|Abstract: ||This thesis proposes novel optimisations for high performance runtime reconfigurable designs.
For a reconfigurable design,
the proposed approach investigates idle resources introduced by static design approaches,
and exploits runtime reconfiguration to eliminate the inefficient resources.
The approach covers the circuit level, the function level, and the system level.
At the circuit level, a method is proposed for tuning reconfigurable designs with two analytical models:
a resource model for computational and memory resources and memory bandwidth,
and a performance model for estimating execution time.
This method is applied to tuning implementations of finite-difference algorithms,
optimising arithmetic operators and memory bandwidth based on algorithmic parameters,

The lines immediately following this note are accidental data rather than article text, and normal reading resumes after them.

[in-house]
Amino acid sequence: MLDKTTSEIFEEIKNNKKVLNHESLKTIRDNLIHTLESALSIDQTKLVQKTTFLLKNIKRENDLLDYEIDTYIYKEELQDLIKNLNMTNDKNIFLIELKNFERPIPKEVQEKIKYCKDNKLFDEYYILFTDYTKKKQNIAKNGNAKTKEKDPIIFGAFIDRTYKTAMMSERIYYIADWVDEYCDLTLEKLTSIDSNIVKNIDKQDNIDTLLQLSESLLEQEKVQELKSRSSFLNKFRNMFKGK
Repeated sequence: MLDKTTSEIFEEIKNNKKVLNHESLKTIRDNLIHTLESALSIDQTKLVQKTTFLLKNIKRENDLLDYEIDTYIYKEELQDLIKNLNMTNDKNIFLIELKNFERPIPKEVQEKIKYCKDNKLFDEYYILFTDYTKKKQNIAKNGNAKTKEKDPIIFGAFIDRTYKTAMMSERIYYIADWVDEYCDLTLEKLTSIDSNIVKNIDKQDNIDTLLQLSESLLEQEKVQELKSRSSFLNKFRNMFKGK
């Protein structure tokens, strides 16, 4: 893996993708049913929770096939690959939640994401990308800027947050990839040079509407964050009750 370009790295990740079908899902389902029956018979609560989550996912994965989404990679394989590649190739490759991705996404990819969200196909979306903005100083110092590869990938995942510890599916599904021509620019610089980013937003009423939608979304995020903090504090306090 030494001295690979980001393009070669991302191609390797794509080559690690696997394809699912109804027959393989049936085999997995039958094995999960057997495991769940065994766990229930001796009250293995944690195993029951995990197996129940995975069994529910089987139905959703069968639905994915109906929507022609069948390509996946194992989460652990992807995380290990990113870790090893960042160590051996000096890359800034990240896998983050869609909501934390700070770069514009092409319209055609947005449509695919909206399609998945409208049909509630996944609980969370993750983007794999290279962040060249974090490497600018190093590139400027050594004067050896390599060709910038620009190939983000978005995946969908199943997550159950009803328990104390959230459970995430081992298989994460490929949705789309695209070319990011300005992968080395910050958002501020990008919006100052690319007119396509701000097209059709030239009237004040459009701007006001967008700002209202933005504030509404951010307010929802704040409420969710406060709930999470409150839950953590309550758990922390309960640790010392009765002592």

and eliminating idle resources by runtime reconfiguration.
At the function level, a method is proposed to automatically identify and exploit runtime
reconfiguration opportunities while optimising resource utilisation.
The method is based on Reconfiguration Data Flow Graph,
a new hierarchical graph structure enabling runtime reconfigurable designs to be synthesised in three steps:
function analysis, configuration organisation, and runtime solution generation.
At the system level, a method is proposed for optimising reconfigurable designs by dynamically adapting the designs to available runtime resources in a reconfigurable system. This method includes two steps: compile-time optimisation and runtime scaling, which enable efficient workload distribution, asynchronous communication scheduling, and domain-specific optimisations. It can be used in developing effective servers for high performance applications.|